How Does the Tax Cuts and Jobs Act Affect the Affordable Care Act?

The only provision of the Affordable Care Act that is repealed is the individual mandate--a crucial piece of the existing health care law.

Among the many provisions in the Tax Cuts and Jobs Act (TCJA), the massive tax reform law enacted by Congress in 2017, is one that effectively eliminated the individual health insurance mandate under the Affordable Care Act (ACA; popularly called Obamacare). Subject to certain exemptions, the individual mandate required all Americans to obtain minimally adequate health insurance for themselves and their dependents. Those that failed to do so were required to pay a tax penalty to the IRS. The TCJA eliminated this penalty. As a result, individuals in most states who fail to obtain health insurance will have to pay nothing. This makes obtaining health insurance a purely voluntary decision for most individuals, as it was before the ACA was enacted.

Obamacare Is Wounded, But Not Dead

It’s important to understand that the TCJA did not repeal the entire ACA. The only ACA provision that was eliminated was the individual mandate. Technically, the TCJA did not repeal the individual mandate; rather, it "zeroed out" both the dollar amount and percentage of income penalties imposed by the mandate. Thus, no penalty need be paid for failure to obtain health insurance. This change became effective starting in 2019.

All other provisions of the ACA remain in place. This includes the employer mandate that requires businesses with more than 50 full-time employees to provide health coverage for their employees or face stiff penalties. The health care exchanges through which individuals may obtain health care coverage also remain in place.

Since obtaining health coverage is now purely voluntary in most states, some people may elect to go without coverage. About 300,000 fewer people people obtained health insurance through the ACA exchanges in 2019 compared with 2018. This was a smaller reduction than many experts predicted. It’s likely that one important reason ACA enrollments did not decline by much is that the vast majority of enrollees obtain tax credits through the program to help pay for their coverage.

However, those who refrain from obtaining health coverage will likely be younger, healthy people who don’t go to the doctor much. In addition, those individuals who do obtain ACA coverage will be sicker and therefore more expensive to insure. As a result, the Budget Office estimates that the cost of ACA coverage will rise by 10% in most years over the next decade. Individuals who qualify for ACA tax credits may be largely insulated from these cost increases. But those who don’t qualify for the credits because their income is too high may get priced out of the market.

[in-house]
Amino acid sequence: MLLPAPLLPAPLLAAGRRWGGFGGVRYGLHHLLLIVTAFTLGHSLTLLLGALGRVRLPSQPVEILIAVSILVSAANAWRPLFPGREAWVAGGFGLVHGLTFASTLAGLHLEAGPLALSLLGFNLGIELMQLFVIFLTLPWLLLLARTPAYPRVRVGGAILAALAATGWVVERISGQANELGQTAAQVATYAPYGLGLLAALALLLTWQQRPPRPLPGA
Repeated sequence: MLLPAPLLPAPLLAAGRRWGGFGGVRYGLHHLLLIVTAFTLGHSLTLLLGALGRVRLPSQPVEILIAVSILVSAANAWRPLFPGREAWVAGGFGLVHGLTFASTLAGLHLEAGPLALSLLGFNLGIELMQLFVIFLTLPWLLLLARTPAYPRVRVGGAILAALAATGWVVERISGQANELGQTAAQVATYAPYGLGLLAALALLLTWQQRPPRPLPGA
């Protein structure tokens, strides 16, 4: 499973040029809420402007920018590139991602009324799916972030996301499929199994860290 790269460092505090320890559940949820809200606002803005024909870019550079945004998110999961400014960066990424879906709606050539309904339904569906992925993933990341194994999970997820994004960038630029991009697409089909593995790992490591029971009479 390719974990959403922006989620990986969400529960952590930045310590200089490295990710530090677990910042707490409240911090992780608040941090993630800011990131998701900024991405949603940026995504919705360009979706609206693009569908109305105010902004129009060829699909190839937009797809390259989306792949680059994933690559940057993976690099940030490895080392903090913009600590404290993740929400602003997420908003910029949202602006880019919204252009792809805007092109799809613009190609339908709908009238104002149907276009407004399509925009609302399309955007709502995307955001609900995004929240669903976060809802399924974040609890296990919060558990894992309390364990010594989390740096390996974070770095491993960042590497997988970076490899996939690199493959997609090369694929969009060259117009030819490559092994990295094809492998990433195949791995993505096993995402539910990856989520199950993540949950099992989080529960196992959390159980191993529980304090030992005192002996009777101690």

Watch Out for State Mandates

Some states are enacting their own state-wide health care individual mandates. Massachusetts has had it own health coverage mandate since 2006 and it remains in effect today. New Jersey passed a state-wide mandate that took effect in 2019. Vermont passed a health coverage mandate that will take effect in 2020. Other states are considering implementing their own mandates—these likely won’t take effect until 2020 or later.

Why Did Congress Do This?

Republicans have long been opposed to the ACA’s individual and employer mandates. However, perhaps the most important reason the mandate was eliminated in the TCJA is because it will save money. According to the Congressional Budget Office (CBO), eliminating the individual mandate will save the federal government approximately $338 billion over the next 10 years. This is because fewer people will obtain government subsidized health coverage. This savings enabled Congress to implement many of the tax cuts contained in the TCJA.

No Impact on 2018

The elimination of the ACA tax penalty took effect in 2019. The penalty remained in effect for 2018. Thus, if you failed to obtain health “qualifying coverage” during 2018, you were subject to the penalty. Qualifying coverage includes health insurance you obtained through an employer or that you obtained yourself through your state health insurance exchange. Most people who failed to obtain qualifying coverage during 2018 had to pay a penalty of $695 per adult and $347.50 per child under 18 (up to a maximum of $2,085 per family). However, you were not subject to the penalty if you were uninsured for less than three months during 2018 or were otherwise exempt from the individual mandate. For more details about the exemptions, see Exemptions from the requirement to have health insurance at healthcare.gov.

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